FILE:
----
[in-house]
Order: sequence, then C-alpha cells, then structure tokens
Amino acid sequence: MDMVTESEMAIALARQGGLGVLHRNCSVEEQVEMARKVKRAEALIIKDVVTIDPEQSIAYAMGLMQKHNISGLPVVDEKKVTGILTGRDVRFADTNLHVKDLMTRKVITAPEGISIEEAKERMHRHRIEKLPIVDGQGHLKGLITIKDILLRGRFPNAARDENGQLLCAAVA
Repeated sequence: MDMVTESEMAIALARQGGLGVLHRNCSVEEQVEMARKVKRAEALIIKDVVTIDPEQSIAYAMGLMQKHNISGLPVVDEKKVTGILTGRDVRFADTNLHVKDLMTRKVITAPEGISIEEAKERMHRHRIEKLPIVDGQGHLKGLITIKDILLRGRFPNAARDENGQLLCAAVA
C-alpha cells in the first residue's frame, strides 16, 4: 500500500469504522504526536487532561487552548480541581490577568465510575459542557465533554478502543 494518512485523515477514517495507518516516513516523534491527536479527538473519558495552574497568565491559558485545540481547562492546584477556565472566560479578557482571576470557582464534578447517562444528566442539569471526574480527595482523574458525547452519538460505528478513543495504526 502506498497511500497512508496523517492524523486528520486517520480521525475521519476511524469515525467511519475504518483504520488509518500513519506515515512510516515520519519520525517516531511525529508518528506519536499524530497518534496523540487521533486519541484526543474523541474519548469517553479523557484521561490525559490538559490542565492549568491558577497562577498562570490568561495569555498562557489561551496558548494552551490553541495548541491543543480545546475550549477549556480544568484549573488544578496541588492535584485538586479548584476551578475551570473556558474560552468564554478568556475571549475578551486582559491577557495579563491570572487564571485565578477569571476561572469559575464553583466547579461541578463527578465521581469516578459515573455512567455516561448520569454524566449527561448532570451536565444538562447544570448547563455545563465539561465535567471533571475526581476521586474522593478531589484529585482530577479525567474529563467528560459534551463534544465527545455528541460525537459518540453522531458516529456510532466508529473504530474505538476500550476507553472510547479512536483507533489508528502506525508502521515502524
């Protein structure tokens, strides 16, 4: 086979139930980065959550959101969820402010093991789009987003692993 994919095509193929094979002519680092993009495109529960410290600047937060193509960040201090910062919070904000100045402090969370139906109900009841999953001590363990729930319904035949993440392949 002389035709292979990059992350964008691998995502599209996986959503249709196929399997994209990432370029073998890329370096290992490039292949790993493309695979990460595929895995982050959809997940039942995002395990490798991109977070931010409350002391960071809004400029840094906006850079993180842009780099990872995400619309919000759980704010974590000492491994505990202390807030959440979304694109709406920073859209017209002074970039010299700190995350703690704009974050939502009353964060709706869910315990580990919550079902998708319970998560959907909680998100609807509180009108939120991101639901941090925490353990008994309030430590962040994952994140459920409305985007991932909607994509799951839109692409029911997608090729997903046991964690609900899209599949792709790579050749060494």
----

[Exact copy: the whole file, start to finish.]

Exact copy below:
[in-house]
Order: sequence, then C-alpha cells, then structure tokens
Amino acid sequence: MDMVTESEMAIALARQGGLGVLHRNCSVEEQVEMARKVKRAEALIIKDVVTIDPEQSIAYAMGLMQKHNISGLPVVDEKKVTGILTGRDVRFADTNLHVKDLMTRKVITAPEGISIEEAKERMHRHRIEKLPIVDGQGHLKGLITIKDILLRGRFPNAARDENGQLLCAAVA
Repeated sequence: MDMVTESEMAIALARQGGLGVLHRNCSVEEQVEMARKVKRAEALIIKDVVTIDPEQSIAYAMGLMQKHNISGLPVVDEKKVTGILTGRDVRFADTNLHVKDLMTRKVITAPEGISIEEAKERMHRHRIEKLPIVDGQGHLKGLITIKDILLRGRFPNAARDENGQLLCAAVA
C-alpha cells in the first residue's frame, strides 16, 4: 500500500469504522504526536487532561487552548480541581490577568465510575459542557465533554478502543 494518512485523515477514517495507518516516513516523534491527536479527538473519558495552574497568565491559558485545540481547562492546584477556565472566560479578557482571576470557582464534578447517562444528566442539569471526574480527595482523574458525547452519538460505528478513543495504526 502506498497511500497512508496523517492524523486528520486517520480521525475521519476511524469515525467511519475504518483504520488509518500513519506515515512510516515520519519520525517516531511525529508518528506519536499524530497518534496523540487521533486519541484526543474523541474519548469517553479523557484521561490525559490538559490542565492549568491558577497562577498562570490568561495569555498562557489561551496558548494552551490553541495548541491543543480545546475550549477549556480544568484549573488544578496541588492535584485538586479548584476551578475551570473556558474560552468564554478568556475571549475578551486582559491577557495579563491570572487564571485565578477569571476561572469559575464553583466547579461541578463527578465521581469516578459515573455512567455516561448520569454524566449527561448532570451536565444538562447544570448547563455545563465539561465535567471533571475526581476521586474522593478531589484529585482530577479525567474529563467528560459534551463534544465527545455528541460525537459518540453522531458516529456510532466508529473504530474505538476500550476507553472510547479512536483507533489508528502506525508502521515502524
């Protein structure tokens, strides 16, 4: 086979139930980065959550959101969820402010093991789009987003692993 994919095509193929094979002519680092993009495109529960410290600047937060193509960040201090910062919070904000100045402090969370139906109900009841999953001590363990729930319904035949993440392949 002389035709292979990059992350964008691998995502599209996986959503249709196929399997994209990432370029073998890329370096290992490039292949790993493309695979990460595929895995982050959809997940039942995002395990490798991109977070931010409350002391960071809004400029840094906006850079993180842009780099990872995400619309919000759980704010974590000492491994505990202390807030959440979304694109709406920073859209017209002074970039010299700190995350703690704009974050939502009353964060709706869910315990580990919550079902998708319970998560959907909680998100609807509180009108939120991101639901941090925490353990008994309030430590962040994952994140459920409305985007991932909607994509799951839109692409029911997608090729997903046991964690609900899209599949792709790579050749060494």